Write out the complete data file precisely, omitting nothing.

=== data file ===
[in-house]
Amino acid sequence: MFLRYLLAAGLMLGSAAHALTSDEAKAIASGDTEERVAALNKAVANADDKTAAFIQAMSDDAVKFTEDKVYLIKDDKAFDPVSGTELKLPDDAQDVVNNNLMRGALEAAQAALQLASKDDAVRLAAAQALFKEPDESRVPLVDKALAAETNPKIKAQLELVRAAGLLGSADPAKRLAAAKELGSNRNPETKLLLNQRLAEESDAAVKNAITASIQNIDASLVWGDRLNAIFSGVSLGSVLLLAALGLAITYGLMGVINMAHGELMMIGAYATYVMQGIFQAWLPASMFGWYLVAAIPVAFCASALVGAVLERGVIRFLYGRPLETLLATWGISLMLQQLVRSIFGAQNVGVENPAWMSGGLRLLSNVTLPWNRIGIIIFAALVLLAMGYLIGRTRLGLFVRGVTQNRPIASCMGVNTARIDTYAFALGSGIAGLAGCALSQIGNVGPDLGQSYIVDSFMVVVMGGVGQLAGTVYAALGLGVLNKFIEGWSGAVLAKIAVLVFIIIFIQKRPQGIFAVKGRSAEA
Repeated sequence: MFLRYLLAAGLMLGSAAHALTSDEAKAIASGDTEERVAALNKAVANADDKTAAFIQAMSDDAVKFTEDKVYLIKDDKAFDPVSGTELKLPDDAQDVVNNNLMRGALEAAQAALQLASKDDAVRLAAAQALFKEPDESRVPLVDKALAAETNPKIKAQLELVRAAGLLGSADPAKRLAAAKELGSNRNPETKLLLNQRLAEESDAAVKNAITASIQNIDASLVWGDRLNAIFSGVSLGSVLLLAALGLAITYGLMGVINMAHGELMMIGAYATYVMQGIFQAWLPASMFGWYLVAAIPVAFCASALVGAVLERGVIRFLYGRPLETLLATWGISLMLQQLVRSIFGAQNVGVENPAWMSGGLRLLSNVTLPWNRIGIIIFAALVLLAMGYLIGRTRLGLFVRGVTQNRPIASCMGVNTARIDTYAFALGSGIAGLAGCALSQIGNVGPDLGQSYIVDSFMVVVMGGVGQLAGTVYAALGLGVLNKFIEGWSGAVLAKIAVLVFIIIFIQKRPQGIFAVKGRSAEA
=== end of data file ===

[in-house]
Amino acid sequence: MFLRYLLAAGLMLGSAAHALTSDEAKAIASGDTEERVAALNKAVANADDKTAAFIQAMSDDAVKFTEDKVYLIKDDKAFDPVSGTELKLPDDAQDVVNNNLMRGALEAAQAALQLASKDDAVRLAAAQALFKEPDESRVPLVDKALAAETNPKIKAQLELVRAAGLLGSADPAKRLAAAKELGSNRNPETKLLLNQRLAEESDAAVKNAITASIQNIDASLVWGDRLNAIFSGVSLGSVLLLAALGLAITYGLMGVINMAHGELMMIGAYATYVMQGIFQAWLPASMFGWYLVAAIPVAFCASALVGAVLERGVIRFLYGRPLETLLATWGISLMLQQLVRSIFGAQNVGVENPAWMSGGLRLLSNVTLPWNRIGIIIFAALVLLAMGYLIGRTRLGLFVRGVTQNRPIASCMGVNTARIDTYAFALGSGIAGLAGCALSQIGNVGPDLGQSYIVDSFMVVVMGGVGQLAGTVYAALGLGVLNKFIEGWSGAVLAKIAVLVFIIIFIQKRPQGIFAVKGRSAEA
Repeated sequence: MFLRYLLAAGLMLGSAAHALTSDEAKAIASGDTEERVAALNKAVANADDKTAAFIQAMSDDAVKFTEDKVYLIKDDKAFDPVSGTELKLPDDAQDVVNNNLMRGALEAAQAALQLASKDDAVRLAAAQALFKEPDESRVPLVDKALAAETNPKIKAQLELVRAAGLLGSADPAKRLAAAKELGSNRNPETKLLLNQRLAEESDAAVKNAITASIQNIDASLVWGDRLNAIFSGVSLGSVLLLAALGLAITYGLMGVINMAHGELMMIGAYATYVMQGIFQAWLPASMFGWYLVAAIPVAFCASALVGAVLERGVIRFLYGRPLETLLATWGISLMLQQLVRSIFGAQNVGVENPAWMSGGLRLLSNVTLPWNRIGIIIFAALVLLAMGYLIGRTRLGLFVRGVTQNRPIASCMGVNTARIDTYAFALGSGIAGLAGCALSQIGNVGPDLGQSYIVDSFMVVVMGGVGQLAGTVYAALGLGVLNKFIEGWSGAVLAKIAVLVFIIIFIQKRPQGIFAVKGRSAEA